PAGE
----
It's hard to answer this question in detail in all generality. But we can at least give some high-level pointers here.
First of all, everything depends on the parameter you want to test, that is, AR, AAR, CAR, or CAAR. It is paramount to use a test statistic in the relevant category. As an analogy, the best method to cook a steak will yield unsatisfactory results if you are in the mood for pizza or sushi.
Within any category, we offer a sub-menu of test statistics. The main distinction here is between parametric and nonparametric tests, which is addressed in a separate question. in a nutshell, if the sample is small, a nonparametric test is always preferred, but even for large(r) sample sizes, nonparametric tests are not necessarily worse, although they (still) tend to be less used than parametric tests.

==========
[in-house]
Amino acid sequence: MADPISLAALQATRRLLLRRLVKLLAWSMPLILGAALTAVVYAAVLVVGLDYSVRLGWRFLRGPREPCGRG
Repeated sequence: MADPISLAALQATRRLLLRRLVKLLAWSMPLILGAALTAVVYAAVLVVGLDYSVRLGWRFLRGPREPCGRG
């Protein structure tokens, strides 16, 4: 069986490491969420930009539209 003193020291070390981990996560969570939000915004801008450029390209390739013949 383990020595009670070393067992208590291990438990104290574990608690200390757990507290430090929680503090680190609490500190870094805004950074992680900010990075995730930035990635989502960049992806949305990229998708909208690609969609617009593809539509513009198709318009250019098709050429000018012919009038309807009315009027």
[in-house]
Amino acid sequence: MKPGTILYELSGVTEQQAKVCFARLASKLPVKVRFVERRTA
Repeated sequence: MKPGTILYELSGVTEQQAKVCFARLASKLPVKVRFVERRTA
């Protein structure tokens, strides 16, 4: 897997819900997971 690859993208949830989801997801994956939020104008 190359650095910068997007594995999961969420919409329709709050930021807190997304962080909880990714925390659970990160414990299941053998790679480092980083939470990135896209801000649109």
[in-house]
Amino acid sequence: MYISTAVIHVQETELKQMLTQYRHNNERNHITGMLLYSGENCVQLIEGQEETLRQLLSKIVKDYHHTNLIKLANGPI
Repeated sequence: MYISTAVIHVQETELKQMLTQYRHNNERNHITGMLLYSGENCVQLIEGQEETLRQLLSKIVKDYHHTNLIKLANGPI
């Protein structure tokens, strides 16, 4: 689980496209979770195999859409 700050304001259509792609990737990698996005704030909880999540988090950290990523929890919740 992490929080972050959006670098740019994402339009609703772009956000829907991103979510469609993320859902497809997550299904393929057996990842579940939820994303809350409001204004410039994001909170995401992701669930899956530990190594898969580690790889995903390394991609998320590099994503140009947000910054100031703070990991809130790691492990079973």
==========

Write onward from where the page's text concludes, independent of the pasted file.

Last but not least, for any test to be valid (or trustworthy) a certain list of assumptions needs to be fulfilled. As an analogy, if you want to cook a certain recipe, you need to make sure that you have the proper ingredients and cooking equipment at hand; the best recipe for cooking a steak will fail if your main ingredient is a shoe sole instead. To learn more about this important topic, see the separate article "Which assumptions do the various test statistics make?".